Plants, as living organisms, are subjected to numerous stimuli that help them “know” what to do and how to act at all times. For example, when it begins to cool, deciduous trees stop feeding their leaves, since they would not survive frost.
But the thing goes beyond knowing when it is time to rest or resume activity. In fact, the number of hours of daylight will determine, to a large extent, when the plants must perform each of their functions. This process is known as photoperiodand is vital for all plant beings.
What is the photoperiod?
The photoperiod is the set of functions that plants perform depending on whether it is day or night, the season of the year and even the solar cycle. In other words, the variation in the number of hours of light, as well as its duration and periodicity, are factors that influence the regulation of plant germination and growth.
For this reason, in the humid tropical forests the vast majority of plants are evergreen, since temperatures remain stable all year round, and it rains frequently.
On the other hand, in regions where frosts and / or droughts are registered, there are many that are deciduous: some because they have leaves that would die if they were covered with ice or snow; others to avoid dehydration (the maintenance of the leaves entails a significant cost of water, which, if heat and drought are combined, it is to be expected that the plant goes thirsty, since the precious element will be lost quickly. the fewer leaves they have, the less water they will need, and the less they will lose too).
How do you recognize the photoperiod?
The plants have photoreceptors that are light-sensitive cells, which convert optical energy into electrical energy. There are two types: phytochromes, which are proteins that act as photoreceptors for both red light and far red light; and cryptochromes, which are those that detect blue light.
When they do, trigger a whole series of activitiesdepending on the type of light they detect. Thus, while phytochromes trigger the production or inhibition of flowers, cryptochromes regulate seed germination and growth, in addition to the circadian rhythm, that is, the variation over time of the biological processes that occur in the plants (and also in animals).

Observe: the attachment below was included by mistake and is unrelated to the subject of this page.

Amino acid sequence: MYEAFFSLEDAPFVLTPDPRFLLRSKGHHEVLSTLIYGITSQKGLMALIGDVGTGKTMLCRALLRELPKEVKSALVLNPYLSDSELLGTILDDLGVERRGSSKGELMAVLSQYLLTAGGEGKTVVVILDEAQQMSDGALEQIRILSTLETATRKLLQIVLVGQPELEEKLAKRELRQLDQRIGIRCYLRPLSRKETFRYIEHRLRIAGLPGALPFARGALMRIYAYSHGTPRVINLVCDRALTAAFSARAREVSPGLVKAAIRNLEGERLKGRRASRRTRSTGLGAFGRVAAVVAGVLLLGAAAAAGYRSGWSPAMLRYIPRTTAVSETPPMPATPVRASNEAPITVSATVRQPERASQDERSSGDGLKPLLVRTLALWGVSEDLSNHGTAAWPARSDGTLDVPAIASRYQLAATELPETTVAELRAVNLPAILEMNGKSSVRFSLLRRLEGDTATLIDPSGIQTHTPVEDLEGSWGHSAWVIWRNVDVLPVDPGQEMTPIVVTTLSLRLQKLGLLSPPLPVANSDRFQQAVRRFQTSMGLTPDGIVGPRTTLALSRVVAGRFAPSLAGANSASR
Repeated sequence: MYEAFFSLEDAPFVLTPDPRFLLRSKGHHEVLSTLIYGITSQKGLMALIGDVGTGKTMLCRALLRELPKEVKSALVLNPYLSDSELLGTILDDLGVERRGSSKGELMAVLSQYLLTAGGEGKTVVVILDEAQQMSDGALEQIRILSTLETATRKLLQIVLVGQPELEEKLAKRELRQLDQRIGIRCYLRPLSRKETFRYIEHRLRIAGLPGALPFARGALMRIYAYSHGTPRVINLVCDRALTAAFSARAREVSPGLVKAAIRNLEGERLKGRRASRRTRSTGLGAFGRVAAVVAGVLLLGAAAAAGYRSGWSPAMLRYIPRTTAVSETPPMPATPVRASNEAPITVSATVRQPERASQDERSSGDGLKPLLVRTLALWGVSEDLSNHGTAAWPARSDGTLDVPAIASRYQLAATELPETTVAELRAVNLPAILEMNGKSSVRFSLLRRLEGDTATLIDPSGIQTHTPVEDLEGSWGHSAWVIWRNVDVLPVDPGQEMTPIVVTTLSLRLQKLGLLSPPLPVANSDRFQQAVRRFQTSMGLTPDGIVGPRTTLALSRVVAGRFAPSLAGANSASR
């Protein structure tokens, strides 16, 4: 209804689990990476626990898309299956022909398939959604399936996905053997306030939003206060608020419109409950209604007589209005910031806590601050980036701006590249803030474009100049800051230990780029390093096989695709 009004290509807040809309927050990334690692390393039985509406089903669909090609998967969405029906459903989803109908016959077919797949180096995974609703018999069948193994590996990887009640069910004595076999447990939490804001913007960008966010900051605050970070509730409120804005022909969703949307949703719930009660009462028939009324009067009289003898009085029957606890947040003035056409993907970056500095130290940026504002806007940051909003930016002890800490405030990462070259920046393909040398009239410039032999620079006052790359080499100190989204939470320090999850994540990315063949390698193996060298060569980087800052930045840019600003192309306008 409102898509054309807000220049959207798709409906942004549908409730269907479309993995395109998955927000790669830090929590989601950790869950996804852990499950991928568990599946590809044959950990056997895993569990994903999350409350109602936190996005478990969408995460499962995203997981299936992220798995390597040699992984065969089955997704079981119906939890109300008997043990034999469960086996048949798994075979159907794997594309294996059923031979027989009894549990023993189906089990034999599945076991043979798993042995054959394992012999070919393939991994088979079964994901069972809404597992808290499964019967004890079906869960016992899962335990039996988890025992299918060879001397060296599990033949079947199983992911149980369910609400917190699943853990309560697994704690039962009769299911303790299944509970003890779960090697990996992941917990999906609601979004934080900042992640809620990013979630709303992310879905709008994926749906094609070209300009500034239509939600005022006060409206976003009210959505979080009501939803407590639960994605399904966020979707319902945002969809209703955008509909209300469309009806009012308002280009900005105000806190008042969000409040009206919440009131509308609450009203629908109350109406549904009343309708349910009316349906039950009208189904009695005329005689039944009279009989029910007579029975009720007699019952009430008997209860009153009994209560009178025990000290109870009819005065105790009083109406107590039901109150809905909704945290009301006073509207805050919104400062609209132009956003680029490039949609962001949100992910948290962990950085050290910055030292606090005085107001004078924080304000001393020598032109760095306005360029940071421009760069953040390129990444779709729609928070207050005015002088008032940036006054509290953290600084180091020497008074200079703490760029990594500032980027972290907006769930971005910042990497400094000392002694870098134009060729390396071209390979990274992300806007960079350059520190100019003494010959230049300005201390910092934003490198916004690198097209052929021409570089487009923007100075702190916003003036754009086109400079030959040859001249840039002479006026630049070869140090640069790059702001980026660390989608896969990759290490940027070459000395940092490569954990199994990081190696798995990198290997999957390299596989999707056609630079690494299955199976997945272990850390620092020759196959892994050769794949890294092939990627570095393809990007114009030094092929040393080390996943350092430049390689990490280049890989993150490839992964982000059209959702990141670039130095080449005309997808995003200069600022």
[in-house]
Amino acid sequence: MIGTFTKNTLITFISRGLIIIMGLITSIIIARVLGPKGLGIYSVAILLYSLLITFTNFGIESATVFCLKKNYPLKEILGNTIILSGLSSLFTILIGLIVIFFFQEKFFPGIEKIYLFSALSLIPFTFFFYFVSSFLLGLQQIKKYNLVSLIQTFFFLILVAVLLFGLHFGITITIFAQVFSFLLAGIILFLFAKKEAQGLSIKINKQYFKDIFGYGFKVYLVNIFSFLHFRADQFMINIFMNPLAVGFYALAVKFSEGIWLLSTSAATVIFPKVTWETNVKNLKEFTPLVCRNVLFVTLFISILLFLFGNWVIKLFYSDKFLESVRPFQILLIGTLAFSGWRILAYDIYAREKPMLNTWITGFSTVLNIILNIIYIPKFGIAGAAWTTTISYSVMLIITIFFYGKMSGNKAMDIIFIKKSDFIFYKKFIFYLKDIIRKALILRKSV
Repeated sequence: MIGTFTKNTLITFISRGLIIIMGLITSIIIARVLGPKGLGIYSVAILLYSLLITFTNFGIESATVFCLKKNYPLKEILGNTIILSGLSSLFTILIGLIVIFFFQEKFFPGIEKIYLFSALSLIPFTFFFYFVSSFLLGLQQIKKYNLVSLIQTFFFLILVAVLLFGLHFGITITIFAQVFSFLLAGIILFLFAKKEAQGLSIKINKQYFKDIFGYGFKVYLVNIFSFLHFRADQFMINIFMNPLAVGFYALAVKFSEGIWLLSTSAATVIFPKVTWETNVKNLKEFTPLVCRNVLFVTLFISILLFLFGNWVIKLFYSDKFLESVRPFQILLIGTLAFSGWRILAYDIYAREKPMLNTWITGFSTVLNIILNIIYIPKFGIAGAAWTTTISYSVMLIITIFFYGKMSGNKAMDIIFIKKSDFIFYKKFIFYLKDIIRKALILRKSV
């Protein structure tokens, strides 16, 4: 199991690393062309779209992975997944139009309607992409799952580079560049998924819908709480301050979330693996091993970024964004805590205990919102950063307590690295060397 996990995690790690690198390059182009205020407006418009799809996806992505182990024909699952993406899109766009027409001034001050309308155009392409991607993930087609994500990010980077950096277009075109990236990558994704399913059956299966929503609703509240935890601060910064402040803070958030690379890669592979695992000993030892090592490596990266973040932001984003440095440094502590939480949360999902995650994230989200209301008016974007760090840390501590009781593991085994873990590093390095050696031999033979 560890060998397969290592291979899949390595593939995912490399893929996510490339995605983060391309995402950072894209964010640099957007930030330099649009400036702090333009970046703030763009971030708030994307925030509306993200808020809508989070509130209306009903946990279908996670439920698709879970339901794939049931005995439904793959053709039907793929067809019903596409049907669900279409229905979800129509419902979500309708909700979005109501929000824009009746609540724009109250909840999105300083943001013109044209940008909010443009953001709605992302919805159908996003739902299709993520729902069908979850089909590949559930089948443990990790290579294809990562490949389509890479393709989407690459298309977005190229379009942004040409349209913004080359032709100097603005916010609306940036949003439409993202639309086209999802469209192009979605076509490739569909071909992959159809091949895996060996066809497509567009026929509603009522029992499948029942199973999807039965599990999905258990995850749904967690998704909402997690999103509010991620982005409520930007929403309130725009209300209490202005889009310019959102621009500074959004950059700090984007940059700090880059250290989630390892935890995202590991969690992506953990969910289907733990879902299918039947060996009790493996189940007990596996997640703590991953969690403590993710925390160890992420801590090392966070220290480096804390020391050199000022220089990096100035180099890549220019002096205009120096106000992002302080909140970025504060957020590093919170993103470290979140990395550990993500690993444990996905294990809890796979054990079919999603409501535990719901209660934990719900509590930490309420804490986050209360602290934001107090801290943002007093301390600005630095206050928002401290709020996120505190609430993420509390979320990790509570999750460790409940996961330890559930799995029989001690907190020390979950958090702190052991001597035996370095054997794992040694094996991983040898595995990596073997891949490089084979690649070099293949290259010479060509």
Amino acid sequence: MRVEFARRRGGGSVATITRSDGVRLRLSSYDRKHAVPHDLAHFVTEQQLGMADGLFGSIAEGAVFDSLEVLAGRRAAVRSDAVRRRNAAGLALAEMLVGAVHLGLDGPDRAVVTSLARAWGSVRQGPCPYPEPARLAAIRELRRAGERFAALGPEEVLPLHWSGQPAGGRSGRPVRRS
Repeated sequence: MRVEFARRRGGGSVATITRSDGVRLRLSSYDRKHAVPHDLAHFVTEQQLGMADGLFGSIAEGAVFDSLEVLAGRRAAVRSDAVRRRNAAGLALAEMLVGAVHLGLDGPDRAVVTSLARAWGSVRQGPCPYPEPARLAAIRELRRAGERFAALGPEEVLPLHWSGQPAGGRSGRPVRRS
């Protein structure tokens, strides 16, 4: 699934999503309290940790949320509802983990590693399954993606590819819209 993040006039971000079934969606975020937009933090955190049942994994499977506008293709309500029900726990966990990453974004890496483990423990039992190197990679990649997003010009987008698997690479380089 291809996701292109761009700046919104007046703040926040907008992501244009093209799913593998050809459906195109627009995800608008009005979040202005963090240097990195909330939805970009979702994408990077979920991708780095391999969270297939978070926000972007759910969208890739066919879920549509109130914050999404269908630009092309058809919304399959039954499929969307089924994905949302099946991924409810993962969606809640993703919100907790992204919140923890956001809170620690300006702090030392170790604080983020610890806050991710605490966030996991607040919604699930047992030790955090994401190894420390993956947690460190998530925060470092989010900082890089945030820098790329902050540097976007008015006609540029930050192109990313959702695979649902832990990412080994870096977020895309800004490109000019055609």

Thanks to this, we can classify them based on how they respond to the photoperiod. For example, we know that there are plants with short days, long days and others that simply do not respond to the photoperiod and are known as neutral. The characteristics of each of them are:
- Short-day plants: these are the ones that need the nights to be longer than the days to be able to bloom. Some examples are corn, coffee, the poinsettia or the strawberry.
- Long-day plants: these are the ones that need more hours of light than darkness so that they can bloom, such as carnation, oats or campanula.
- Neutral day plants: these are the ones that bloom at some point in their development, or after being exposed to, for example, a period of low temperatures. Some examples are rose bushes, tomatoes or pumpkins.
All plants, since they are only seeds, are subjected to numerous stimuli that will determine their life. Depending on whether they are short, long or neutral days, and the type of light that their photoreceptors detect, they will perform some functions or others.
Therefore, When a photoreceptor of a short-day plant detects, let’s say, red light, what will happen inside them is that they will not produce flowers; On the other hand, if the light is far red, the effect will be reversed. In those that are of long days, those that are in charge of regulating the production of the flowers are the photoreceptors of blue light, but the effect is the same.
Can you control the photoperiod?
In nature, plants know what to do at all times. They have been doing it since they began their evolution, more than 300 million years ago, and it is hoped that it will continue to be that way forever. But humans have domesticated many plants; that is, we have learned to cultivate them to benefit from them. Since the invention of greenhouses, and later of bulbs that stimulate growth and / or flowering, we are also learning to control the photoperiod of plants.
Although at first it was done to have food all year round, now it is also done to accelerate a process that we likefor example so that they are beautiful in a specific month (like the poinsettia, which is a shrub that we force to flower, that is, to remove its red bracts, at Christmas).
The most interesting thing is that we don’t need much to control the photoperiod. Continuing with the example of the poinsettia, in winter you will only have to put it in an area where the sun does not shine directly for twelve hours, and where it is at a temperature of about 20ºC, until you see it bloom.
How to redden the leaves of the Poinsettia
And if what you want is to advance the season of a crop, you can sow its seeds in a germinator electric. In this way, you can harvest lettuces, for example, much earlier than expected.
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